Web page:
Just a year or two ago, analysts and investors were in a frenzy over the frantic race to develop a new set of hepatitis C drugs that promised to change the standard of care. Now, as the leaders in that race approach the first round of likely marketing approvals, a new R&D competition has grabbed analysts' feverish attention as the next big thing in biopharma. And the leading players in this field may once again be betting on a mega-blockbuster payoff.
Immunotherapy cancer drugs, which have been gaining steam among a group of top companies for several years now, have analysts' hearts beating faster over the prospect of huge returns.
"We believe this market will generate sales of up to $35 billion (a year) over the next 10 years and be used in some way in the management of up to 60 percent of all cancers," Citi analyst Andrew Baum said today, according to a Reuters report.
In part, the intensity of this spotlight is being amped up in the lead-up to the big ASCO meeting at the end of this month. Every ASCO session generates a lot of heat, bordering on hype. But this time around developers are using completely different timelines on when these drugs could get to the marketplace. Bristol-Myers Squibb ($BMY) is already working on a full slate of Phase III trials nivolumab, which has been edging ahead of contenders from Merck ($MRK) and Roche ($RHHBY) with very promising results from a study looking at the impact of nivolumab combined with Yervoy.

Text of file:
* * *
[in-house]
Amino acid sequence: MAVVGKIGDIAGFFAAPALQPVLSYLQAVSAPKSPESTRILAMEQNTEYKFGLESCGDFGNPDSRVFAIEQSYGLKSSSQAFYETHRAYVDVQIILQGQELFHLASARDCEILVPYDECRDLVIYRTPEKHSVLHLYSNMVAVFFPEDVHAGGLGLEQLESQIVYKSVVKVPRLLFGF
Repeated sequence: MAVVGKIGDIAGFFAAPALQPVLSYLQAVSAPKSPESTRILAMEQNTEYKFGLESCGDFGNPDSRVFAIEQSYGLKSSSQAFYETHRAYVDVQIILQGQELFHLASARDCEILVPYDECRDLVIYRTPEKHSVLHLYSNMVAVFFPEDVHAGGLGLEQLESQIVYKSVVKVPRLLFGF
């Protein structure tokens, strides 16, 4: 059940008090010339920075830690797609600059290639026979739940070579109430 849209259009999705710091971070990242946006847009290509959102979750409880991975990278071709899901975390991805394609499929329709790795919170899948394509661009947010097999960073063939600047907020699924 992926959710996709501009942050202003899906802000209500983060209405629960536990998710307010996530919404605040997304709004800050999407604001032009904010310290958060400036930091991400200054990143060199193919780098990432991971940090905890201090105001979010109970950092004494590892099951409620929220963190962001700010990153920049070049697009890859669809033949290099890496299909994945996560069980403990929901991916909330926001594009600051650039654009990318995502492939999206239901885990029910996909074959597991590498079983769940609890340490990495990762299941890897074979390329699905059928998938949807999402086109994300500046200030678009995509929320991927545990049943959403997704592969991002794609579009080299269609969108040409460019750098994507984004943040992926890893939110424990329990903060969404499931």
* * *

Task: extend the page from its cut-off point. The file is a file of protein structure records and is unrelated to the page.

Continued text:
Significantly, the FDA is committing the agency to seeing these drugs get the fastest review possible. Merck's lambrolizumab won the agency's "breakthrough" drug designation, which could theoretically help the company take some shortcuts in the clinical development process. With the agency urging them on, a number of top developers believe that the traditional 10-year clinical odyssey can be cut down to just 3 to 5 years, a radical change that could redefine development times for the entire industry. And that's helped generate a huge appetite for oncology programs in the industry.
Even if analysts are wrong and the big, big numbers turn out to be a mirage--not the first time that would have happened--a reduced forecast would still fall into the blockbuster category, which is still big enough to whet the appetite of all the big players.
- here's the Reuters story
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